You’re creating an account on a website when you receive this all-too-common prompt: “Create a secure password.” You do what you always do — enter the same password you use for all of your other websites. Hey, if it ain’t broke, don’t fix it, right?
But reusing passwords creates a serious security risk. If a site has a security breach — which seems to happen on a daily basis — all of your accounts could be compromised.
We know, we know. You’ve heard all this before. Still, you keep reusing passwords for an obvious reason: You can remember them.
With a bit of practice, you can easily create unique passwords for every site you use. However, you’ll need to understand a few security basics to get started. Here’s what you need to know.
More Characters Means More Security…
The longer your password, the more difficult it is to crack. That’s pretty obvious, but the vast majority of computer users rely on passwords shorter than eight characters. An eight-character password composed of nothing but lowercase letters can be cracked in about one minute. Adding in capital letters lengthens that time…to five minutes.
A 12-character password comprised of lowercase characters would take about 11 days to crack. Add a single uppercase letter, and hackers would need to spend about 230,000 years to gain access.
…But Character Type Matters More.
The time frames above make an important assumption: The hacker is using a simple brute-force attack. That means that the hacker is trying every possible password, one at a time.
However, modern hackers rarely use brute-force techniques. Instead, they’ll try to guess the most common combinations of characters first — which is why you really shouldn’t use words in your password. A word basically carries the strength of a single character.
By using a mix of character types, you can drastically improve security. The password “dog” would take less than a second to crack, but “Dog234!” would take six hours. “Dog!@!@!@” would take about two years via brute-force.
Here’s One Way to Remember Extremely Secure Passwords.
This simple technique allows you to quickly create hacker-busting keywords in seconds (and next, we’ll look at an even easier method).
Start with a secure set of characters that you can memorize. For instance:
Obviously, you shouldn’t use those exact characters, but you get the idea; you’re starting with a chunk of characters that have no meaning whatsoever. Try to use a mix of uppercase letters, lowercase letters, numbers, and symbols. Commit this password to memory — that’s the only somewhat difficult part of this technique.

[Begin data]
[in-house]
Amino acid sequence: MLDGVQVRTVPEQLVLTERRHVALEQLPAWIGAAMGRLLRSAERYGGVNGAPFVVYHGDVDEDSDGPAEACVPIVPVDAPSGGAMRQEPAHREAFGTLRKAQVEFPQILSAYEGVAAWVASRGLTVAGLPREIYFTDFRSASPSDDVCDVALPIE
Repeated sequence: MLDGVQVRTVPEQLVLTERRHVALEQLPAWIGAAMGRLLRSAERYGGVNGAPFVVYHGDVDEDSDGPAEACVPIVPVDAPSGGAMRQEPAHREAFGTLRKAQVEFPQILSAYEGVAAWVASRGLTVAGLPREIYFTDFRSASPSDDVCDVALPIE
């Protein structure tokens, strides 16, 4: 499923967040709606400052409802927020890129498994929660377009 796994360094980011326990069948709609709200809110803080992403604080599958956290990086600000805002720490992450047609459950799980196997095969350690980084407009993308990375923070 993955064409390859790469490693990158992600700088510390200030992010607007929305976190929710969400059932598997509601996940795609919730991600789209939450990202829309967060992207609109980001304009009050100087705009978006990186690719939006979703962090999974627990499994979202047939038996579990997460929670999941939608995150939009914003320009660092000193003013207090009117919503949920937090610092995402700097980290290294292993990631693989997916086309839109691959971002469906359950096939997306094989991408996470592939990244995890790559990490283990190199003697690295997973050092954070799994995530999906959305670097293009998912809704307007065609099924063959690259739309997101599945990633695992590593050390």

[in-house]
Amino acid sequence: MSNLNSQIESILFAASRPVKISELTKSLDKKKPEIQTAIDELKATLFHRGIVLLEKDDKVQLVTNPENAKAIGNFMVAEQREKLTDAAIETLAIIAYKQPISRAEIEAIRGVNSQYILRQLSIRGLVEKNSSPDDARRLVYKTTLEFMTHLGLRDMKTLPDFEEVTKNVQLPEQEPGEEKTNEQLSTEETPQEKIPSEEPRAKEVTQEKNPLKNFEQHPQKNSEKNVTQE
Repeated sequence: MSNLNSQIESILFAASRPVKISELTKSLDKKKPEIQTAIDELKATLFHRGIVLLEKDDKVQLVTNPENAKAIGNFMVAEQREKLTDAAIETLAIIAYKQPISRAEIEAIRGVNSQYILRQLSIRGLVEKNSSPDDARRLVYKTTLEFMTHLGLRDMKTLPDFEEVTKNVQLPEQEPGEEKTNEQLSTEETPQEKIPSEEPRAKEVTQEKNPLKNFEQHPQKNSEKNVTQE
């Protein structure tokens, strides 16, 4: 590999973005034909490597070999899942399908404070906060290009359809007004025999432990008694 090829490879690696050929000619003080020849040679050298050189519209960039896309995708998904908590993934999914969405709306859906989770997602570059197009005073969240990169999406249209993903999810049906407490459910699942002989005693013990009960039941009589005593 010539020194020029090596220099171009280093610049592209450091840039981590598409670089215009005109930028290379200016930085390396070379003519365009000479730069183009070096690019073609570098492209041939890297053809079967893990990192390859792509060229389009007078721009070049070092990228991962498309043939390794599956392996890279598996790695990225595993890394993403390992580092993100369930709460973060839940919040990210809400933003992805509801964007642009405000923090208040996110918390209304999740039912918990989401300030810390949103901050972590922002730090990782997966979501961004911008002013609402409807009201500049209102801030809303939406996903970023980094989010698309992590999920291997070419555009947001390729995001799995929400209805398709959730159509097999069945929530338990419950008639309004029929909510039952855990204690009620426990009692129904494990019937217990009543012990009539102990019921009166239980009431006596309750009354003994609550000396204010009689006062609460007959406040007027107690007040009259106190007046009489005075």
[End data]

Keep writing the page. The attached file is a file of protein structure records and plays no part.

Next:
Once you’ve got your chunk of random characters, think of a word you’ll associate with the website in question. If you’re trying to remember a banking password, you might use the word “money.”
Adding that word to the password string will improve security — but not by much, since “money” essentially acts as a single character (remember, words aren’t really secure). However, by splitting the word on either side of the password “chunk,” you’ve got a fairly secure, memorable password:
You’ve now got a 12-character password with a healthy mix of characters, which would take about 500 million years to crack. You only had to memorize seven digits and one word.
Let’s say you need to make another password to access your favorite sports site:
The word “baseball” is on either side of the password chunk. Even if a hacker knows the chunk, they’re not going to be able to crack the other characters.
When In Doubt, Add Characters.
If that process is too difficult, simply add symbols (not numerals or letters) to a word. This isn’t quite as secure, but it provides plenty of protection from a simple brute-force attack, so it’s perfectly fine for most purposes.
Take a word like “dog,” then add some periods after it. The password “dog” would take less than a second to crack using brute-force methods. However, adding a few characters can quickly change the math:
That password would take several trillion years to crack using brute-force techniques alone. All you need to remember is the word “dog,” twelve periods, and an exclamation point.
You might vary the number of added characters depending on the website URL or any other variable that’s easily memorable. For instance, if you’re making a password for Datarecovery.com, you might use sixteen periods (one for each character in our URL).
No Password is Perfect.
Finally, remember that a strong password doesn’t completely protect you from online threats. If the website in question uses outdated security protocols, hackers could still gain access to your accounts. You can mitigate this risk by enabling two-factor authentication whenever possible. We’ll have another blog about the importance of two-factor authentication soon, but in the meantime, enjoy the peace of mind that comes with truly secure (and unique) passwords.
If you’ve forgotten a password, or if you’re trying to build better security practices for your business, contact us here or call us at 1-800-237-4200 to speak with a password recovery specialist.